New client special: First class is totally free. You have no excuse not to go.


A CrossFit couple generously answered some questions about their workouts and what you can expect:

“CrossFit is intended to be an all-body workout, all the time. The movements are functional; working the whole body as it translates back to everyday life. A typical workout may look like this: 10-15 minute warm-up, a 10-15 minutes of strength powerlifting, such as back squats, strict presses or skills work (think gymnastic or Olympic weight-lifting movements such as handstand pushups, handstand walks or holds, cleans, snatches).” – Husband

“Everyone who walks into the gym does the same workout all day. Times (or scores) are written next to each individual’s name, typically on a big whiteboard. It might sound intimidating, but it’s both a good motivator do your best and to see how you stack up with the rest of the gym.” – Wife

Anything described as ‘Olympic’ doesn’t personally translate as functional but you’ll have to find out for yourself.

Who is this best for?
“It really is for everyone, but is particularly useful for three types of people: (1) those who need to be held responsible by others in order to stick with a workout routine (2) those who are looking for a community of peers that value health and fitness as an integral part of their lifestyle; and (3) those with a competitive streak that want to be pushed to the next level in their fitness.” – Wife

“I have seen as young as five year-olds doing workouts in the gym, and some older than 75.” – Husband

Time commitment? Typically an hour, but can vary by gym since they are individually owned and operated.
One word to describe this exercise: Empowering.
Sweat level: On a scale of 1-5: five. On days when the exercise was mostly strength, you could end up a little less sweaty and little sorer.
Most sore the next morning: Everywhere.
Say what? WOD: workout of the day. If you don’t know what this means, you’ll be branded as new before you can say “what’s a sumo deadlift highpull?”
Cost: These can range from $150 -$250 per month for unlimited sessions. You’re paying more (than a typical gym membership) for the attention from certified trainers that make sure you’re working out properly.
New client special: Most locations offer your first session for free at a designated time. Contact the gym directly for details.

305 Fitness

This high intensity DJ powered dance class is more about moving and having fun than nailing the footwork. But you’ll probably find yourself desperately trying to master the steps in order to look less awkward. After 30 straight minutes of dancing, there’s a five minute sprint of high knees, side shuffles and the like; which will remind you how much you hated doing suicide exercises in high school when your basketball team lost the championship.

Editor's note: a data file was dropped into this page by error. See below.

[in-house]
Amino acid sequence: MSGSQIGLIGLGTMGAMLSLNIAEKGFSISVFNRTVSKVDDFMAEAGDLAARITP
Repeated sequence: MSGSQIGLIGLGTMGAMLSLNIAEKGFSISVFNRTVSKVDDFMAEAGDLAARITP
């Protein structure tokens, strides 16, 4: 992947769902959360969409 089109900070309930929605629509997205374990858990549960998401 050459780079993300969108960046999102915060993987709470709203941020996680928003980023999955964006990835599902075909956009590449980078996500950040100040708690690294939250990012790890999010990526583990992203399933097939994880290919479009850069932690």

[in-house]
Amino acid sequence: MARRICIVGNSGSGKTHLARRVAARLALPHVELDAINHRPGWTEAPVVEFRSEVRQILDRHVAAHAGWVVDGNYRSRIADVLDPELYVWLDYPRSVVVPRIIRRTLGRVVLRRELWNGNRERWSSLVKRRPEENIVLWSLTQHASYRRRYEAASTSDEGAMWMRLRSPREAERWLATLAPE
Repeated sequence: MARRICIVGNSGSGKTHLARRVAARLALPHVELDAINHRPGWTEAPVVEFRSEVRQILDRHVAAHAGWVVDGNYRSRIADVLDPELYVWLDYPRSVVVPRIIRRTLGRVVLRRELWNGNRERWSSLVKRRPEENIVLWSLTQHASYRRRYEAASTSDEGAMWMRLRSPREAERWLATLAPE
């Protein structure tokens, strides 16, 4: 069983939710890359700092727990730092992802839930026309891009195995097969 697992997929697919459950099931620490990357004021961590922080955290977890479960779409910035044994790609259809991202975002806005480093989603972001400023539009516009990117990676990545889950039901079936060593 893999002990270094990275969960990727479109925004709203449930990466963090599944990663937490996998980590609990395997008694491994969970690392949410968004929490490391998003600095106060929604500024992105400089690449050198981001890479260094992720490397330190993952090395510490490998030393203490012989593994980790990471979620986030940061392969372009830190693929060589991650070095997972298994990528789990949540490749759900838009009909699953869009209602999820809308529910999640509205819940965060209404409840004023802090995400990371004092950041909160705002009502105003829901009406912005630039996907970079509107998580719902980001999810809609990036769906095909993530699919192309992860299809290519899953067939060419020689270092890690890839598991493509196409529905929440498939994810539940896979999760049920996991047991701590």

Who is this best for? Let’s just say it was recently featured as one of NYC’s best bachelorette party workouts
Time commitment? One hour.
One word to describe this exercise: Intimidating.
Sweat level: Did you know your shins can sweat?
Most sore the next morning: Your back and maybe areas of your feet; wear tight sneaks!
Say what? ‘Beyonce’ = Give it attitude
Cost: $24/Class, $99 monthly unlimited, five and ten class packages.
New client special: Three classes for $29.

Elevate Interval Fitness

Elevate’s method is based off of HIIT: High Intensity Interval Training, which is alternating periods of intense exercise with brief recovery periods. There’s a featured workout like rowing, mixed with two other types of exercise: floor work with kettle bells, planks, and burpees; and treadmill exercises like running with incline and sprinting.

Who is this best for? Those who like endurance and strength in one fast-paced class.
Time commitment? One hour.
One word to describe this exercise: Intense.
Sweat level: The instructions suggest an extra change of dry clothes for post workout, and they aren’t lying.
Most sore the next morning: Arms.
Say what? Tabata: a style of exercise where you do 20 seconds intense movement with 10 seconds rest continuously for four minutes.
Cost: $28/class, $174 monthly unlimited, eight and 15 class packages.